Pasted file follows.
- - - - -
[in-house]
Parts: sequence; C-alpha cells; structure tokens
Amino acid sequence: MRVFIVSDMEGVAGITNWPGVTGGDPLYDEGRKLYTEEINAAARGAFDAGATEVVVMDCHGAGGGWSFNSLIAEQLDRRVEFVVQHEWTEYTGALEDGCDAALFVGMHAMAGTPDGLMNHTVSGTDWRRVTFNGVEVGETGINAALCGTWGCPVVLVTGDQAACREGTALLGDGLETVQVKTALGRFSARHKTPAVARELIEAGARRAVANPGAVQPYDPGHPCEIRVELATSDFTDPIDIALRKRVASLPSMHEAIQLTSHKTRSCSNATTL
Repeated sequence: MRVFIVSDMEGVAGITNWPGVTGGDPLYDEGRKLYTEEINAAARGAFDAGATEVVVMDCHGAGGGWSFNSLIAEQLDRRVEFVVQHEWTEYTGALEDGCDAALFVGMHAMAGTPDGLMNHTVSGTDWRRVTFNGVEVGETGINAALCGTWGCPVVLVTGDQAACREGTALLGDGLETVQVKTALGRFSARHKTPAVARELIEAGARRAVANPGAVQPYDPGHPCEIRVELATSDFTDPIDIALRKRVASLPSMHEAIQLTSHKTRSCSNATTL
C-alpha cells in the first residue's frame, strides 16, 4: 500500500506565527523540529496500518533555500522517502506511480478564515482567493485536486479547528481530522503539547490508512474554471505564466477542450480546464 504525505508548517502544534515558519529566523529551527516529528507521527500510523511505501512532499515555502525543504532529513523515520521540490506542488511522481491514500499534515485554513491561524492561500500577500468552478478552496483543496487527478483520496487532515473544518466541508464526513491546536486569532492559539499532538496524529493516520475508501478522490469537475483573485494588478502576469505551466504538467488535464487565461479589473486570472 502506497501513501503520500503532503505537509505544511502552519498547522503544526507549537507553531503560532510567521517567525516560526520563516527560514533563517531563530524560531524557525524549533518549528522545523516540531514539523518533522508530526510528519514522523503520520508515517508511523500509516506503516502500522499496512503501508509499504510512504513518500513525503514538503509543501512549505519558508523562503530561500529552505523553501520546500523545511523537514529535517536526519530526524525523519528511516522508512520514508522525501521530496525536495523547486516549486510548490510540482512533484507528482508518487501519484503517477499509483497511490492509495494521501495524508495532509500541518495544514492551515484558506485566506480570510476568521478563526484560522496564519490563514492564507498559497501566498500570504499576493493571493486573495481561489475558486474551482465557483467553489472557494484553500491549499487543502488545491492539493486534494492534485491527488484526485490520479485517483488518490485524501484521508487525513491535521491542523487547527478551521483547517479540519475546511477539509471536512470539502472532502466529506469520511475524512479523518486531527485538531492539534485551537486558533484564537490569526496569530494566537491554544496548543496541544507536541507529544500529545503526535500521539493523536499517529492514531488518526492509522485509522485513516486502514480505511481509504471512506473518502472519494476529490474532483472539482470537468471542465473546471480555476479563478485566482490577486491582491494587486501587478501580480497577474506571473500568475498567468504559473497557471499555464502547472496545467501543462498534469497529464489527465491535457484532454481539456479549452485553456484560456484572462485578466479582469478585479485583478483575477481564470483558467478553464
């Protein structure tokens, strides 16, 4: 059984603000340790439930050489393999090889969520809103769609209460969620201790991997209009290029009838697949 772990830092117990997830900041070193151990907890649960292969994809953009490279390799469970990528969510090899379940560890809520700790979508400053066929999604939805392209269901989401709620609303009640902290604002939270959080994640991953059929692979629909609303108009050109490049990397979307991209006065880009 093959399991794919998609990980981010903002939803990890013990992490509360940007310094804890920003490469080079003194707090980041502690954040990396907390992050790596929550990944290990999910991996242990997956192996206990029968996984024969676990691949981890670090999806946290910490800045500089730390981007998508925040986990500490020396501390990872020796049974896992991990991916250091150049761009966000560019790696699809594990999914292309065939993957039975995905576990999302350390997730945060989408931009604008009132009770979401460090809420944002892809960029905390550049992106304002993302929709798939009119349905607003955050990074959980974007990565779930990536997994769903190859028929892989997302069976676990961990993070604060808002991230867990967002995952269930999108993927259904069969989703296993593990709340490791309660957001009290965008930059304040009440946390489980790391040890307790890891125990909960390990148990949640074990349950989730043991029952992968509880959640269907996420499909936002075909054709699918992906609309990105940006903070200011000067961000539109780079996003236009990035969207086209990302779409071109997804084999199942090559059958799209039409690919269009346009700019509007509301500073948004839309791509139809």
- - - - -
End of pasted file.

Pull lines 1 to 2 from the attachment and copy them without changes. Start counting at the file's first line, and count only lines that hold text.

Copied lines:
[in-house]
Parts: sequence; C-alpha cells; structure tokens